Audiology Associates of North Florida - Tallahassee, FL

Group of older adults drinking at the bar.

Do you recollect the old tale of Johnny Appleseed? When you were younger you likely heard the story of how Johnny Appleseed journeyed around bringing fresh apples to communities (you should eat apples because they are good for you and that’s the moral of the story).

Actually, that’s not the whole reality. The real Johnny Appleseed (whose real name was John Chapman) did in fact introduce apples to many states across the country at about the turn of the 19th century. But apples weren’t as tasty and sweet as modern apples. In truth, they were mainly only used for one thing: producing hard cider.

Yup, every neighborhood that Johnny Appleseed paid a visit to was gifted with booze.

Humans have a complicated relationship with alcohol. On the one hand, it’s bad for your health (and not just in the long term, many of these health impacts can be felt immediately when you spend the early morning hours dizzy, vomiting, or passed out). But many individuals like to get a buzz.

This behavior goes back into the early mists of time. Humanity has been drinking since, well, the beginning of recorded history. But if you have hearing issues, including tinnitus, it’s possible that your alcohol intake could be creating or exacerbating your symptoms.

Put simply, it isn’t just the loud music at the bar that can cause hearing troubles. It’s also the cocktails.

Drinking alcohol causes tinnitus

The fact that alcohol causes tinnitus is something that hearing specialists will usually validate. That’s not really that difficult to accept. You’ve most likely experienced “the spins” if you’ve ever drank too much. That’s when you get really, really dizzy and the room feels like it’s, well, spinning (especially when you close your eyes).

When alcohol disturbs your inner ear, which is the part of your body in control of balance, tinnitus can manifest.

And what else is your inner ear good for? Naturally, your ability to hear. Which means that if you’ve had the spins, it isn’t a surprise that you may have also experienced a buzzing or ringing in your ears that are characteristic of tinnitus.

Ototoxic substances, including alcohol, will trigger tinnitus

Now there’s a scary word: ototoxic. But it’s actually just a fancy word for something that impairs the auditory system. This includes both the auditory nerves and the inner ear, basically everything that connects your whole auditory system, from your ears to your brain.

Here are a few ways this can play out:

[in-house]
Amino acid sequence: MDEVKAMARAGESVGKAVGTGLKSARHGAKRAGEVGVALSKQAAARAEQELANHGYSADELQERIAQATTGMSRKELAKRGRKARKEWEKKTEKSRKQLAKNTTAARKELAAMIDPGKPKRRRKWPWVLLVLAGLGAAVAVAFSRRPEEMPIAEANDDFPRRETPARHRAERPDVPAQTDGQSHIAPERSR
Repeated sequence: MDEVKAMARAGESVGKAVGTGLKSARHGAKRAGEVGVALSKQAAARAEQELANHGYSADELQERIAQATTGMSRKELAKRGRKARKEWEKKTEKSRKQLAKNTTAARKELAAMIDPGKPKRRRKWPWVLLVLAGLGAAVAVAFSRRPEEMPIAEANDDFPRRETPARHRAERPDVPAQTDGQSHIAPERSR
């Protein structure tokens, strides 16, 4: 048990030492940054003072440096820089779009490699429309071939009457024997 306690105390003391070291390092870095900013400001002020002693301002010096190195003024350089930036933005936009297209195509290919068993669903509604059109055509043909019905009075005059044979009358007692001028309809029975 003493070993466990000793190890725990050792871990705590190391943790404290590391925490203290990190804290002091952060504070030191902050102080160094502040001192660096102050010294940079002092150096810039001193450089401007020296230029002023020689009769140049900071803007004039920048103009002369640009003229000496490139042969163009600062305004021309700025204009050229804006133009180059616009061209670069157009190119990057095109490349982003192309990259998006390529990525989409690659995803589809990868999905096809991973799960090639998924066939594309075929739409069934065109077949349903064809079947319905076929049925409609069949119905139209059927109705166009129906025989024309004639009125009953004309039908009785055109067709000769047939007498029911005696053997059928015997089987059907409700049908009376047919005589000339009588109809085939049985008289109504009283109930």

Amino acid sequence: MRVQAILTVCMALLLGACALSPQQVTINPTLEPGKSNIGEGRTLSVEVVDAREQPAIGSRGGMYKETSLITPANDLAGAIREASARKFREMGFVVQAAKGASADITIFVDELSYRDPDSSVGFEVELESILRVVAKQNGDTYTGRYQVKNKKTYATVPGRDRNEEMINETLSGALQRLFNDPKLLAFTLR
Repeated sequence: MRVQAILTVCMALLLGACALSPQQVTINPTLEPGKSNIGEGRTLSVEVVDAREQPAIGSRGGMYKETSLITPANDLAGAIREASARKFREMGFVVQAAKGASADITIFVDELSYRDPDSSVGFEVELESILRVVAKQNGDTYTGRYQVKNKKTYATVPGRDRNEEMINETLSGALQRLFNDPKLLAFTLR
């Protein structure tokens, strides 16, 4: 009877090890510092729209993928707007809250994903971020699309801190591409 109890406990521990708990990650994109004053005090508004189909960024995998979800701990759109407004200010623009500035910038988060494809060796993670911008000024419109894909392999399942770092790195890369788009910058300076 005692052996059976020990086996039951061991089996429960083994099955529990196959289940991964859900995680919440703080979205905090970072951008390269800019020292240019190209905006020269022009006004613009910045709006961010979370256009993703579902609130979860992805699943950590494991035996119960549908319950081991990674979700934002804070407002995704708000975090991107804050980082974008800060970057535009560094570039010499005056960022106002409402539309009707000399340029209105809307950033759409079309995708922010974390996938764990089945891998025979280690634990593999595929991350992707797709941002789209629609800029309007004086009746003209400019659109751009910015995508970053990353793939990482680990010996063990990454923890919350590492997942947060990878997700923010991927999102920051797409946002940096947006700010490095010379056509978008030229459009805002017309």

• There are neurotransmitters in your brain that manage hearing which can be damaged by alcohol. So your brain isn’t working efficiently when alcohol is in your system (obviously, decision-making centers are impacted; but so, too, are the parts of your brain responsible for hearing).
  • Alcohol can decrease blood flow to your inner ear. This by itself can become a source of damage (most parts of your body don’t particularly enjoy being starved of blood).
  • Alcohol can degrade the stereocilia in your ears (these are tiny hairs that allow you to sense vibrations in the air, vibrations that your brain later translates into sound). Once those tiny hairs are damaged, there’s no coming back.

Drinking-related hearing loss & tinnitus aren’t always permanent

So if you’re out for a night on the town or getting some drinks with some friends, you might notice yourself developing some symptoms.

These symptoms, thankfully, are generally not lasting when caused by alcohol. Your tinnitus will typically go away along with most of your hearing loss when your body chemistry returns to normal.

Of course, the longer alcohol is in your system, the longer it will take your ears to return to normal. And if this kind of damage is repeated routinely, it could become irreversible. In other words, it’s entirely possible (if not likely) that you can generate both permanent tinnitus and hearing loss by drinking too much and too frequently.

A couple of other things are occurring too

Clearly, it’s more than just the liquor. The bar scene is not hospitable for your ears for other reasons as well.

  • Alcohol leads to other problems: Drinking is also bad for other aspects of your health. Alcohol abuse can result in health problems such as high blood pressure, cardiovascular disease, and diabetes. And all of these problems can inevitably be life threatening, as well as contribute to more extreme tinnitus symptoms.
  • Noise: Bars are usually pretty noisy. Some of their appeal comes from…uh.. just this. But when you’re 40 or older it can be a bit much. There’s loud music, loud people, and lots of yelling and mary-making. Your hearing can be compromised over time by this.

The point is, there are serious risks to your health and your hearing in these late night bar visits.

Does that mean it’s time to stop drinking?

Naturally, sitting in a quiet room and drinking by yourself is not at all what we’re advocating. It’s the alcohol, not the socializing, that’s the source of the issue. So if you’re having difficulty moderating your drinking, you could be creating significant issues for yourself, and for your hearing. Your provider can help you move towards living a healthier life with the proper treatment.

If you’ve detected a loud ringing in your ears after heavy drinking, schedule an appointment with us for a consultation.

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The site information is for educational and informational purposes only and does not constitute medical advice. To receive personalized advice or treatment, schedule an appointment.
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